Winter, and the Flow of Months at River Valley

Winter, and the Flow of Months at River Valley

April is the month towards the end of our busy season, where we first really notice the flow of customers slowing down.

Going into May, the weather starts turning bringing with it cooler temperatures and often more rain, (not this year though, where May was mild with little rain). By now most of the seasonal summer staff have left for jobs in the Northern hemisphere or some other seasonal work elsewhere at home.

Moving into June and July, it is cold outside; the sky is often cloudy, days are short. Firewood burning is an integral part of the daily ritual.

Winter has Come

River Valley is situated in a cooler area of the central North Island of New Zealand and at a relatively high altitude. Frosts can get down to -5 degrees, (though this is unusual), while many days are overcast with a few showers, but seldom much in the way of heavy downpours. On occasion, there is a snowfall, sometimes heavy.

Our soil type is a fertile loam over mudrock, perfect for generating plenty of mud! Farm tracks, in particular, become slippery following rain, providing difficult and challenging conditions for horse trekking. Rather than battle this each day, the Stables closes for three months.

Over this winter period, the flow of customers is, as you would expect, much reduced, meaning that we are only busy a couple of days a week.

What a Contrast with Summer

During the busy months of the main season, that stretches from late September to early May, a family operated adventure tourism business such as River Valley, can be all-consuming for those working within it. We are open every day from early in the morning to late at night. By season’s end, everybody is tired, both physically and mentally.

Winter, when it arrives, provides time for a much-needed respite. Like nature itself, we slow down, take stock and look for rest.

Early Winter

June and early July is a time for reflection. A few loose ends are tidied up, but generally, no major projects are undertaken. In many ways, these few weeks could be looked as our rest and recuperation period. To be honest, we all need this.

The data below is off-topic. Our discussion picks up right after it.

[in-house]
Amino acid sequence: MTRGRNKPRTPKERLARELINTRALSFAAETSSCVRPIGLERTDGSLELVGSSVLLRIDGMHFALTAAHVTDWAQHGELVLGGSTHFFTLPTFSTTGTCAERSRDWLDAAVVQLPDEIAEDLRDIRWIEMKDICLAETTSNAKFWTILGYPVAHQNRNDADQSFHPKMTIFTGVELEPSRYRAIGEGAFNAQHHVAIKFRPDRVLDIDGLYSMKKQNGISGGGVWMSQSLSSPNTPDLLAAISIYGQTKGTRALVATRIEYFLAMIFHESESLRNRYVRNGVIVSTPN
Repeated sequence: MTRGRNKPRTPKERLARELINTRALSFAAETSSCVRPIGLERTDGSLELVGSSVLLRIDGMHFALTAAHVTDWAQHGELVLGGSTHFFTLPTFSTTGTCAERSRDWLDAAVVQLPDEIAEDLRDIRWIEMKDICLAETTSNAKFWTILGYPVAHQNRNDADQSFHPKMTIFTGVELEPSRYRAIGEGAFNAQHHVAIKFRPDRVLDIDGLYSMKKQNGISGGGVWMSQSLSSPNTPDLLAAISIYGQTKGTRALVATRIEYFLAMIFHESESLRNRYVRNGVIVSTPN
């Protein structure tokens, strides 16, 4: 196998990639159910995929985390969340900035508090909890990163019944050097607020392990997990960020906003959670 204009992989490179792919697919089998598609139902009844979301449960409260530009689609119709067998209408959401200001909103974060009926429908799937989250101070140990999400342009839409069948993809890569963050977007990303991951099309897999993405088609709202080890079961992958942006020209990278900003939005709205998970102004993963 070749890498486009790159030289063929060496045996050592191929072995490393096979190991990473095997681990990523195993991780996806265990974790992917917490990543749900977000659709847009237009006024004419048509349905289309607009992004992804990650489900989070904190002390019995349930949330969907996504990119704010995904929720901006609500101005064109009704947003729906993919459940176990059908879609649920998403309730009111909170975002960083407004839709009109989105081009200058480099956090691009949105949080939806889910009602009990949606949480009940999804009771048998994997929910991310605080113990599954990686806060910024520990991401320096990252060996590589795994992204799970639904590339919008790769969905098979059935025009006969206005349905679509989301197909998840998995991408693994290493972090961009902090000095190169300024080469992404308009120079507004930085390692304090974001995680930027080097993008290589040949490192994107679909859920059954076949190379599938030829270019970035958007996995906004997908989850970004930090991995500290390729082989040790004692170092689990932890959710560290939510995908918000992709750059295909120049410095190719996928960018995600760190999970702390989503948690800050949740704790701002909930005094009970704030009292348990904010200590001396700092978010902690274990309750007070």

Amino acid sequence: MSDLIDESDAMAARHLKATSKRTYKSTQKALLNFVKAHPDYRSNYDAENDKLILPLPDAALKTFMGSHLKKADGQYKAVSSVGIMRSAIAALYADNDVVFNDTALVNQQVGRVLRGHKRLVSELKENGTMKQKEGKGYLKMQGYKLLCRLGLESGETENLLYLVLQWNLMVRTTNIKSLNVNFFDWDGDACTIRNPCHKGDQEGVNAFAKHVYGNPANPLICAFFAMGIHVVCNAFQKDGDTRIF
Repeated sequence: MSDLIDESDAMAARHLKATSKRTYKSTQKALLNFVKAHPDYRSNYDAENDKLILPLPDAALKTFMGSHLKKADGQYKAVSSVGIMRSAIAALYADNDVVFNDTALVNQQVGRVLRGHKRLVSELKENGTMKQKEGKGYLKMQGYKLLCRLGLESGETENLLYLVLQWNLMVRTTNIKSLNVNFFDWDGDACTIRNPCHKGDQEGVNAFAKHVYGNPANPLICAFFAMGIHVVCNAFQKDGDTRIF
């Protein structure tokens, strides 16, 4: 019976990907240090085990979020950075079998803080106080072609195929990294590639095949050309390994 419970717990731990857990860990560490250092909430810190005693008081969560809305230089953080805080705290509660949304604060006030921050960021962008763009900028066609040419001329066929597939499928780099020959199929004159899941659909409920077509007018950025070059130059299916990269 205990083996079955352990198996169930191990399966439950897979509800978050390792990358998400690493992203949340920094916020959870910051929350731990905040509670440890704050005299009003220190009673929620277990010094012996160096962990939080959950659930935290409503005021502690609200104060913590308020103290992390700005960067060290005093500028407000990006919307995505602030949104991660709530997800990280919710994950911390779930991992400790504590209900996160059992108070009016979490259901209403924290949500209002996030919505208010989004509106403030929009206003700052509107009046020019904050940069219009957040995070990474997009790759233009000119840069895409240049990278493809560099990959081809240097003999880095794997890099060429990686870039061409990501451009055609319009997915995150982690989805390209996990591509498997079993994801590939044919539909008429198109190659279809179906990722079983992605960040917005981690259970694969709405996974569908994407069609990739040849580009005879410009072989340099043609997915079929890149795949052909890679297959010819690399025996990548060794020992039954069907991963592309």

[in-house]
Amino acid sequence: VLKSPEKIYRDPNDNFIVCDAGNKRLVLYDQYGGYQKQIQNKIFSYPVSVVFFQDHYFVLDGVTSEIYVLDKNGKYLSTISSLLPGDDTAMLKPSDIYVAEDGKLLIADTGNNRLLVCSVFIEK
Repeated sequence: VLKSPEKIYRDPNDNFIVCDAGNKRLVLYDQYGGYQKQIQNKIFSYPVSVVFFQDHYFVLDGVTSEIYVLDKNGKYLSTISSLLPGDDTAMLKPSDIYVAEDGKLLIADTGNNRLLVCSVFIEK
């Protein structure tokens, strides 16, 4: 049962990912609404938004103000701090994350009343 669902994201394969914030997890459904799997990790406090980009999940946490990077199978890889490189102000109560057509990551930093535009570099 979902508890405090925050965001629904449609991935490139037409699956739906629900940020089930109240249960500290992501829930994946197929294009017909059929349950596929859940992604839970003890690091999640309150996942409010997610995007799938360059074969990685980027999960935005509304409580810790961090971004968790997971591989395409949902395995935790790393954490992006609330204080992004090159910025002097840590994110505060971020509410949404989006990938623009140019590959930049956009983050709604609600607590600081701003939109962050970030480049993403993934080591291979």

Mid Winter

By mid-July, thoughts of the new season that will kick off in late September are starting to occupy our thoughts. Some early planning is undertaken, new projects are discussed, prioritised and budgets are prepared. However, the weather is generally fairly awful, limiting what we can do in any physical sense.

Late Winter and Early Spring

It almost takes me by surprise the way that Spring sneaks up on us. Suddenly there are early season wattles flowering. Their bright yellow flowers bringing a splash of colour to the drab winter landscape. Daffodils are above ground with already, the odd bloom. Days are lengthening and becoming warmer. Newly born lambs appear in paddocks.

Just like nature itself, we also awaken. There is energy in the air. There is a feeling of excitement as the new season looms. Each new season feels in many ways like a new beginning.

Now there is urgency in completing those projects that were planned during winter.

Rafting equipment is checked and repaired. In the vegetable garden, seeds are sown in propagation trays getting ready to be planted out once the soil warms up. Horses are brought in from their winter rest and worked in preparation for riders.

And so the roller coaster ride that is an adventure tourism business starts again for another year.

Even now, mid-July, when I go outside the house, I can feel the pulse of the earth changing. There will still be plenty of winter storms, but now, Spring is coming.

Brian Megaw

A few photos of Winter so far - some frosty June mornings and a very cold raft trip!

winter rafting - the narrows
frosty winter morning 2019
hot cider by the fire, winter 2019
frosty winter morning 2019

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